The roles of the Change manager and the CAB will change the most. Traditionally, the change manager is first and foremost a process manager. If you go agile, the change manager’s job will become more social and more focused on the core of a project.
These are the tasks of an agile change manager:
- You collect and prioritize your stakeholders’ wishes. Put RfCs on the Change backlog as Change requests. A backlog is basically a prioritized list of work that needs to be done. If you want to prioritize well, you need to be aware of what’s going on in your organization. You investigate the different RfCs and compare interests and problems. Use this comparison to prioritize, and review your prioritization regularly, like every 2 weeks for instance.
- You make sure RfC descriptions are clear. You don’t need a complete form for each RfC. Just make sure you have all the info you need to prioritize. For example: What problems is the RfC supposed to solve? What are possible solutions? What is the estimated scope of the request? You don’t have to fill in all the details like a complete solution, plan of implementation and budget right away.
- You make sure the top 5 RfC have more detailed descriptions. Stick to this rule of thumb: the lower something is on the backlog, the less detail you need in the request. Only provide a detailed briefing for requests you’ll be working on soon. And you only ask CAB approval for those requests as well.
The CAB: from technical details to the strategic level
If the change manager spends more time collecting and prioritizing change requests, the question arises: what will the CAB’s role be? They still play an important role in the process, but it’s on a more strategic level. These are the new tasks of the CAB:
- Approve the most important RfCs. This tasks remains largely the same: the CAB determines whether requests are complete, and it may reject some RfCs. The main difference is that the CAB only looks at the RfCs that are near the top of the priority list, so that saves a lot of time.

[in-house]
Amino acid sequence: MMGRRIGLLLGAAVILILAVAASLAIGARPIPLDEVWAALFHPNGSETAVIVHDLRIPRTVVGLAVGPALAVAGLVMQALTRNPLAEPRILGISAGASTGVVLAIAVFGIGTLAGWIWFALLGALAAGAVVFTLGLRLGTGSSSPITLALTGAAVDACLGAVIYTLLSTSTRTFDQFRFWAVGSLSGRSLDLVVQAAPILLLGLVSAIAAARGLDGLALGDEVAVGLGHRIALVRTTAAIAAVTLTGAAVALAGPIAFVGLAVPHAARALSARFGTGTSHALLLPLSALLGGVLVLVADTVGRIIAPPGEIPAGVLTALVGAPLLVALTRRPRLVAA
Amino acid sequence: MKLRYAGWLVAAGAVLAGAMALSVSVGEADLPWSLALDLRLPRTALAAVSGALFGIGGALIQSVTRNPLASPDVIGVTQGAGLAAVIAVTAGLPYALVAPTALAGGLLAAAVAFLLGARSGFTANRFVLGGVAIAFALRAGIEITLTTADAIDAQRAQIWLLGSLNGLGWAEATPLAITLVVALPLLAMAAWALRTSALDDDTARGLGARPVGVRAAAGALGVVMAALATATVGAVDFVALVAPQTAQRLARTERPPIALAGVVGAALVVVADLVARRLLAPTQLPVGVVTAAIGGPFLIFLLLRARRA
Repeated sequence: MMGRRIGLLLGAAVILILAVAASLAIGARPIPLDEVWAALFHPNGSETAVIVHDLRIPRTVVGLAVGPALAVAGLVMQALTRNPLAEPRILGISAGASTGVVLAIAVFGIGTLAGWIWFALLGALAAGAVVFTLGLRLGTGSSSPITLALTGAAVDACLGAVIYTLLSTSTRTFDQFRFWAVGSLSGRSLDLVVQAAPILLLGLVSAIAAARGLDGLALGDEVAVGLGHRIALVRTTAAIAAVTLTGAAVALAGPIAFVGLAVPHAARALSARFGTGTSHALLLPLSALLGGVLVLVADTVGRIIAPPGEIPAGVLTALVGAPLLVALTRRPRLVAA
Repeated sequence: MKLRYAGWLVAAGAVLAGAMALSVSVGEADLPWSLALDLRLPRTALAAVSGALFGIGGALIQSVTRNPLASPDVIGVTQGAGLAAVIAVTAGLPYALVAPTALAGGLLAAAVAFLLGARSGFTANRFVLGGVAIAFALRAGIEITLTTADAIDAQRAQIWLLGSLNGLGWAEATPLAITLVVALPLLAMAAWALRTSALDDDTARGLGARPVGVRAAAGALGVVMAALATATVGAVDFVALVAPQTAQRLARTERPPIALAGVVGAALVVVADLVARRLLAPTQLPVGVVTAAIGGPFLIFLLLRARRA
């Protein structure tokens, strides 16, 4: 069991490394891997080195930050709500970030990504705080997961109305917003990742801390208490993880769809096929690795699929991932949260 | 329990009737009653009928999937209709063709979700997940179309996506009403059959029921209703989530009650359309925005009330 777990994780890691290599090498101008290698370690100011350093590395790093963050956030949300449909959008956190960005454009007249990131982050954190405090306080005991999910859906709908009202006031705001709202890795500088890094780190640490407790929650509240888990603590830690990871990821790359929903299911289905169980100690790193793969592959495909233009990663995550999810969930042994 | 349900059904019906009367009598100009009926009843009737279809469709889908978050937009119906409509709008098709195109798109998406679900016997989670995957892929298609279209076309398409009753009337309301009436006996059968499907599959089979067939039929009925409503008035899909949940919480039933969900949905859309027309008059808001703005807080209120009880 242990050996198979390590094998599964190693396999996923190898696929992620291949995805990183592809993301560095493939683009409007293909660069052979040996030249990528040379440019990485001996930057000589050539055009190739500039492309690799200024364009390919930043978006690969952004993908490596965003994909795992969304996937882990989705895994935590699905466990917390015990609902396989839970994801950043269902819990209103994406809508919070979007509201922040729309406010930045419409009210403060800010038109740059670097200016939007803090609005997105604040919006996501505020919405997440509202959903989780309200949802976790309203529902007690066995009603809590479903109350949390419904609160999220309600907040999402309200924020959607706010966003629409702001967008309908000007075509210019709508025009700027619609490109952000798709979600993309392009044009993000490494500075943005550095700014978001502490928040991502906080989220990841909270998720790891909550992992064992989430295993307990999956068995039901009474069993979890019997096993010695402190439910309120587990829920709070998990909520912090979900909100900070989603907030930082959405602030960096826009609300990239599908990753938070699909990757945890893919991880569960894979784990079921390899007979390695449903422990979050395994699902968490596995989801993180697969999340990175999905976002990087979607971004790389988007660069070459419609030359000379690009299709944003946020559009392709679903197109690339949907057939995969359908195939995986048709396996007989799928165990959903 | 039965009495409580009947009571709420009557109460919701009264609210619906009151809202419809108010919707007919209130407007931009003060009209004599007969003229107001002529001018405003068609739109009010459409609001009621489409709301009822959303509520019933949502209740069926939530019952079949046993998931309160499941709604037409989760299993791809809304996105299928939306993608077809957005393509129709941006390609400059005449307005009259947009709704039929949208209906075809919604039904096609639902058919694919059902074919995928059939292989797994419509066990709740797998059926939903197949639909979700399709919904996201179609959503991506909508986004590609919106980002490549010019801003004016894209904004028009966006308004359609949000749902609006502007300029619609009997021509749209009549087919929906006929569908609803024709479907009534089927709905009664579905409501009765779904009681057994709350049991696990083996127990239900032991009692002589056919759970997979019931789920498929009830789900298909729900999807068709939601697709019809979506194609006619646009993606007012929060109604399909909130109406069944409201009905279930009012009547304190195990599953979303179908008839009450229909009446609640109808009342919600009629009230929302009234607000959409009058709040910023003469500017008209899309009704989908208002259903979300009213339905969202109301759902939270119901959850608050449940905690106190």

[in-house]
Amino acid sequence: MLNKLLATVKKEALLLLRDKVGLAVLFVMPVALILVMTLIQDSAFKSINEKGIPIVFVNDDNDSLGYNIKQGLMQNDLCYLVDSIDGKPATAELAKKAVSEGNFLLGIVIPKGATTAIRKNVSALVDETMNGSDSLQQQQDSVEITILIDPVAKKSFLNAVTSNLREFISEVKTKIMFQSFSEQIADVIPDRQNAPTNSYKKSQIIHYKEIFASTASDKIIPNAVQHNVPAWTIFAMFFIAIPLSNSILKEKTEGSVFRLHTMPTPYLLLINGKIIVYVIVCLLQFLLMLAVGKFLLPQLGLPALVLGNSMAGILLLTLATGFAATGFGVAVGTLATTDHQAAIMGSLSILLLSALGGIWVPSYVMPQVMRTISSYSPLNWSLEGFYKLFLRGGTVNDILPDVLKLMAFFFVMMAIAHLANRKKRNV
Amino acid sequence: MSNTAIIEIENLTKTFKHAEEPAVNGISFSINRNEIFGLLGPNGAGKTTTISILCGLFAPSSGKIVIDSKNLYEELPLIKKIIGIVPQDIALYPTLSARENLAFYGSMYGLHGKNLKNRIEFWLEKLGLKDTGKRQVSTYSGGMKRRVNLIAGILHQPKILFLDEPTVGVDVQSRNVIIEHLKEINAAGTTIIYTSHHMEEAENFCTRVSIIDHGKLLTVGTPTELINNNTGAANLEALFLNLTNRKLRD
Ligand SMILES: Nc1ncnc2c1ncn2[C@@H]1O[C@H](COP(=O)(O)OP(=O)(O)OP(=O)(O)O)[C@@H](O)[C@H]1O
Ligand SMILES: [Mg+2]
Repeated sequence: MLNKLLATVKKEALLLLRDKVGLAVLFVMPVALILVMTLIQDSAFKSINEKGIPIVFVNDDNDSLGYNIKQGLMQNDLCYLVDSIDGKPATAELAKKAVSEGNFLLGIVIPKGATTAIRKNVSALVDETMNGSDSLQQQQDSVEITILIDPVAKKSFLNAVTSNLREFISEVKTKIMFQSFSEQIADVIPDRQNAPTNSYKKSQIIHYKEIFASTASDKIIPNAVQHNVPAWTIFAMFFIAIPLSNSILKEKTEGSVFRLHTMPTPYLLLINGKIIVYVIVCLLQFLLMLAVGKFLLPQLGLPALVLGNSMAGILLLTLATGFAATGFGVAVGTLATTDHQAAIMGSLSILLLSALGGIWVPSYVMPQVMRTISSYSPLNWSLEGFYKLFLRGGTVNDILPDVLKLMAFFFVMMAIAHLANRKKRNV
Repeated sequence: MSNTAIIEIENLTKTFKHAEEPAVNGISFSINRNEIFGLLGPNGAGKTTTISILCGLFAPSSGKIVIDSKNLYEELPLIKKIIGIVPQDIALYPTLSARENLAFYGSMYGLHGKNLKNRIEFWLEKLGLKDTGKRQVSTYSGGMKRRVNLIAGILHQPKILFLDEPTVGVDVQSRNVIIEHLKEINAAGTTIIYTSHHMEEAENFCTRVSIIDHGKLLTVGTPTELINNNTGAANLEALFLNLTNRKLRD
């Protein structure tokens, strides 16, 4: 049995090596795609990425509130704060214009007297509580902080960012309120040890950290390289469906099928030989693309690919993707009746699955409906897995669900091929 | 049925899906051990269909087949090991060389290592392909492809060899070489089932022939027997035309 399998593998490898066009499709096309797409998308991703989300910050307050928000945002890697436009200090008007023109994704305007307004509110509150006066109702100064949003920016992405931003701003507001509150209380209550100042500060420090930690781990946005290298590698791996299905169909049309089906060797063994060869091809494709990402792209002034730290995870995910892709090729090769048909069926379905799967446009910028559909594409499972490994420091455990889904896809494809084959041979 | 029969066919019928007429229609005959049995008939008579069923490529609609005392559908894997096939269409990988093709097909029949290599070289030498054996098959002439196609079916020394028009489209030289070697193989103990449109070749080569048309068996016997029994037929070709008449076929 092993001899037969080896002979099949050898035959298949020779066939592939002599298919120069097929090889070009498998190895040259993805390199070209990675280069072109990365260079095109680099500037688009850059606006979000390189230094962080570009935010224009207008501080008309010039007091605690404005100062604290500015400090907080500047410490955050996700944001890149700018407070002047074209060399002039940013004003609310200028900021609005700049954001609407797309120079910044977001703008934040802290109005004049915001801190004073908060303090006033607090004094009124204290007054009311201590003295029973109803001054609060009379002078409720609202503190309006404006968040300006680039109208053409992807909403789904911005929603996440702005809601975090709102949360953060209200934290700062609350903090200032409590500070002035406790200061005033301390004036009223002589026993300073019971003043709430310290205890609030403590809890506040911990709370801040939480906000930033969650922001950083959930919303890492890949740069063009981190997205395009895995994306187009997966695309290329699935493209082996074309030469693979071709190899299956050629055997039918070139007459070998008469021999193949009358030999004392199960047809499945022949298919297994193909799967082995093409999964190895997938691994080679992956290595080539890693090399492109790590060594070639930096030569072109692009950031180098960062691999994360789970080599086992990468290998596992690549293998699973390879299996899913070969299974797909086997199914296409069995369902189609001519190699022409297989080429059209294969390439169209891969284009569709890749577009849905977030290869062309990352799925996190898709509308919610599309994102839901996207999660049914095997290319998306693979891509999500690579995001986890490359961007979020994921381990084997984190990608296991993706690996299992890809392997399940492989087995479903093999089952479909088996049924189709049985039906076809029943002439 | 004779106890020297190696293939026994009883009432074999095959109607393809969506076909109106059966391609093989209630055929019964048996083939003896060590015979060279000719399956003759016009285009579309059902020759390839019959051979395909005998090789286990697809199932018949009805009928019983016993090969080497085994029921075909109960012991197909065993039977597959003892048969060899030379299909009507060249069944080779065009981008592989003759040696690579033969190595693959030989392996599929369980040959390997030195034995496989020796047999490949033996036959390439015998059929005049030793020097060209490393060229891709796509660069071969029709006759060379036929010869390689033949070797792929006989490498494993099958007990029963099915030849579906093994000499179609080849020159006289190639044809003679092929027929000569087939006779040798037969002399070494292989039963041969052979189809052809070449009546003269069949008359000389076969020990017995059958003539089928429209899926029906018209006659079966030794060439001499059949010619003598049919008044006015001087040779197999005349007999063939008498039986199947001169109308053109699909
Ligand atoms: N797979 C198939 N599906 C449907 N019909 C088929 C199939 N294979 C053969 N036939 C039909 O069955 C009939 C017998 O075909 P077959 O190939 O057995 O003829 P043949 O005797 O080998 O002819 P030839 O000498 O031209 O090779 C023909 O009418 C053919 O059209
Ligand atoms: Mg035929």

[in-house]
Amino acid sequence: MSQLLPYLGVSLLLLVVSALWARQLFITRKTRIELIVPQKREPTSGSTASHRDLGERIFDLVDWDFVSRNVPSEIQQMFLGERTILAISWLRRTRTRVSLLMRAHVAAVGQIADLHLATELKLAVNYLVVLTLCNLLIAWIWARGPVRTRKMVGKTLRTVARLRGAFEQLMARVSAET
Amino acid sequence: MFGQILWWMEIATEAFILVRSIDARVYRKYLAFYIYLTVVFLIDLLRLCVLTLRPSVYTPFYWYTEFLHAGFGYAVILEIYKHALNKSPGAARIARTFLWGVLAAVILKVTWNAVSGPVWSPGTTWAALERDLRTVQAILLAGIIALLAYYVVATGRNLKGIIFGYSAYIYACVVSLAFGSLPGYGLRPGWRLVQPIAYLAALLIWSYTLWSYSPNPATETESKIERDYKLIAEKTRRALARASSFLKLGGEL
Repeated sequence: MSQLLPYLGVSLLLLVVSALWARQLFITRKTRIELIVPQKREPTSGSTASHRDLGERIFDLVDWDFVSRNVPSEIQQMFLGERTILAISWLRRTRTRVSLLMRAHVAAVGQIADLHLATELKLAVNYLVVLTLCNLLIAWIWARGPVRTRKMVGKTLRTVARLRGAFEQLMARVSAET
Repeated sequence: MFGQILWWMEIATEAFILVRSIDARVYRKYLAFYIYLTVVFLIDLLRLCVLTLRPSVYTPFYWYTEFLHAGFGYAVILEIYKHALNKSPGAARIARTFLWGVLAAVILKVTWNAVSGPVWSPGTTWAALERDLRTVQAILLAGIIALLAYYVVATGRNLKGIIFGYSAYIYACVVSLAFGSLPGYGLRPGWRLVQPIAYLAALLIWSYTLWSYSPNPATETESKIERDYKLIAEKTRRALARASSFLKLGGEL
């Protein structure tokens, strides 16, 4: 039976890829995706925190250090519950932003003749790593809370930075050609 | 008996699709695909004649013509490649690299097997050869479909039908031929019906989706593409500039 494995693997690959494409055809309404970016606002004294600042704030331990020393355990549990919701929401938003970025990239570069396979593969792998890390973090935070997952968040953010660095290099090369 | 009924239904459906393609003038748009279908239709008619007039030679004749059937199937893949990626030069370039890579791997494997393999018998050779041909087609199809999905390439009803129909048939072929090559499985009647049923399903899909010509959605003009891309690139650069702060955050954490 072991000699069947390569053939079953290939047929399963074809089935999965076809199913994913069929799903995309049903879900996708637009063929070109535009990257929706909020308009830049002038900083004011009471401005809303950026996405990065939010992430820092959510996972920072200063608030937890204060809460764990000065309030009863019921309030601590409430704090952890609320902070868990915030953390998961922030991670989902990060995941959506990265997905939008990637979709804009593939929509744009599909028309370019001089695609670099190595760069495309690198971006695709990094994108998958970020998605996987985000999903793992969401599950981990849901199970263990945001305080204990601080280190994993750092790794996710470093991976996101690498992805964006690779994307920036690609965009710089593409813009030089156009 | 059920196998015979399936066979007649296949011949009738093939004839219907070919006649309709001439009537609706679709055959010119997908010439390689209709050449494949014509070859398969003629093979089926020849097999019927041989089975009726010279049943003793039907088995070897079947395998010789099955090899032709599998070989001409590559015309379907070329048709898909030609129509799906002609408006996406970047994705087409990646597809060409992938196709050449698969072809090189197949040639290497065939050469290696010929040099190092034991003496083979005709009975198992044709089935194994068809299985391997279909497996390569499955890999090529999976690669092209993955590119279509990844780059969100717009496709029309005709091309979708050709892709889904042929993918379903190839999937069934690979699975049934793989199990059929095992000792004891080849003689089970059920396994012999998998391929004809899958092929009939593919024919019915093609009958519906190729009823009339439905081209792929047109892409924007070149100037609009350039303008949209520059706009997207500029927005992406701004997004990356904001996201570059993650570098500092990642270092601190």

- Approve the prioritization of the backlog. The change manager has already prioritized all RfCs, so the CABs job is to see whether they agree with the priorities on the backlog. If the change manager does this well, the CAB usually won’t ask for a lot of adjustments.
- Give the green light (or stop sign) at pivotal moments. During traditional implementations, the CAB gives the green light before the go-live, during testing for instance. In agile change management, the new service is usually rolled out piece by piece, so you no longer have a ‘big bang’ moment of truth. So, when does the CAB give their approval? The answer to that question is different for every implementation. The IT-team and the CAB decide beforehand at which stages of the implantation the CAB should get involved.
More Agile Service Management
Curious about more ways to go Agile? Check out our Agile Service Management e-book for an all-encompassing guide to what Agile can mean for your service desk.
Lean Service Management: the solution to time wastage
Lean is all about optimizing customer value delivery and making processes as efficient as possible. How can Lean help you improve your service management?
Agile service desk? Forget about Scrum, start using Kanban
Introducing Scrum is often too rigorous a tool for improving the service delivery of your agile service desk. Instead, try Kanban.